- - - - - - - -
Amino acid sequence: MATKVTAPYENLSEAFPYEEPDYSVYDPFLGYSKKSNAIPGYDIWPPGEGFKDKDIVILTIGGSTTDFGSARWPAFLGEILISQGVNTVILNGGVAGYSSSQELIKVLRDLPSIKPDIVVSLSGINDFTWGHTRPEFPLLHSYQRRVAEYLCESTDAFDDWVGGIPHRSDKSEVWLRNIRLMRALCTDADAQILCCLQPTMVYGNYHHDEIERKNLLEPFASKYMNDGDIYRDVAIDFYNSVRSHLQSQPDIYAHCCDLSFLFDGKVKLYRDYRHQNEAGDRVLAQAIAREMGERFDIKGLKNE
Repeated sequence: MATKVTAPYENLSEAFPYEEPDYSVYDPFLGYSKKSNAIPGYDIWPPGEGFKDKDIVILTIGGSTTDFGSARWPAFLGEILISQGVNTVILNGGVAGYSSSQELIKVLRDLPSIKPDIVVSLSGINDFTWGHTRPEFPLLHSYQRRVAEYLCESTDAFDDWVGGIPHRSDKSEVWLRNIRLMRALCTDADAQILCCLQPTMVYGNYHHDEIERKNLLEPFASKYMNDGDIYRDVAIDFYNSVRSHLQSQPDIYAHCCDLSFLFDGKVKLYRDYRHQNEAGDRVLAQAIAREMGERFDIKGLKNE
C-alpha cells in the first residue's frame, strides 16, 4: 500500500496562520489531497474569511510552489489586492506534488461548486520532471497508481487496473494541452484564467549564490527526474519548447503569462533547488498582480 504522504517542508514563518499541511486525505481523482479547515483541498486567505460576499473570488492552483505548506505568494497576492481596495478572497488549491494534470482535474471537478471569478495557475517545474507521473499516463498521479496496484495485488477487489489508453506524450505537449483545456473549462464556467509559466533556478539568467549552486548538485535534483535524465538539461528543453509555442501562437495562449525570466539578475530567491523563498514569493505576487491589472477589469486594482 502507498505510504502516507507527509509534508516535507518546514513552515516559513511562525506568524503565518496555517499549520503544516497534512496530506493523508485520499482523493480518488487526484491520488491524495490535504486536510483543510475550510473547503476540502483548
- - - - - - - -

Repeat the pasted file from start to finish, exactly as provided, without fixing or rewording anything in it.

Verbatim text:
Amino acid sequence: MATKVTAPYENLSEAFPYEEPDYSVYDPFLGYSKKSNAIPGYDIWPPGEGFKDKDIVILTIGGSTTDFGSARWPAFLGEILISQGVNTVILNGGVAGYSSSQELIKVLRDLPSIKPDIVVSLSGINDFTWGHTRPEFPLLHSYQRRVAEYLCESTDAFDDWVGGIPHRSDKSEVWLRNIRLMRALCTDADAQILCCLQPTMVYGNYHHDEIERKNLLEPFASKYMNDGDIYRDVAIDFYNSVRSHLQSQPDIYAHCCDLSFLFDGKVKLYRDYRHQNEAGDRVLAQAIAREMGERFDIKGLKNE
Repeated sequence: MATKVTAPYENLSEAFPYEEPDYSVYDPFLGYSKKSNAIPGYDIWPPGEGFKDKDIVILTIGGSTTDFGSARWPAFLGEILISQGVNTVILNGGVAGYSSSQELIKVLRDLPSIKPDIVVSLSGINDFTWGHTRPEFPLLHSYQRRVAEYLCESTDAFDDWVGGIPHRSDKSEVWLRNIRLMRALCTDADAQILCCLQPTMVYGNYHHDEIERKNLLEPFASKYMNDGDIYRDVAIDFYNSVRSHLQSQPDIYAHCCDLSFLFDGKVKLYRDYRHQNEAGDRVLAQAIAREMGERFDIKGLKNE
C-alpha cells in the first residue's frame, strides 16, 4: 500500500496562520489531497474569511510552489489586492506534488461548486520532471497508481487496473494541452484564467549564490527526474519548447503569462533547488498582480 504522504517542508514563518499541511486525505481523482479547515483541498486567505460576499473570488492552483505548506505568494497576492481596495478572497488549491494534470482535474471537478471569478495557475517545474507521473499516463498521479496496484495485488477487489489508453506524450505537449483545456473549462464556467509559466533556478539568467549552486548538485535534483535524465538539461528543453509555442501562437495562449525570466539578475530567491523563498514569493505576487491589472477589469486594482 502507498505510504502516507507527509509534508516535507518546514513552515516559513511562525506568524503565518496555517499549520503544516497534512496530506493523508485520499482523493480518488487526484491520488491524495490535504486536510483543510475550510473547503476540502483548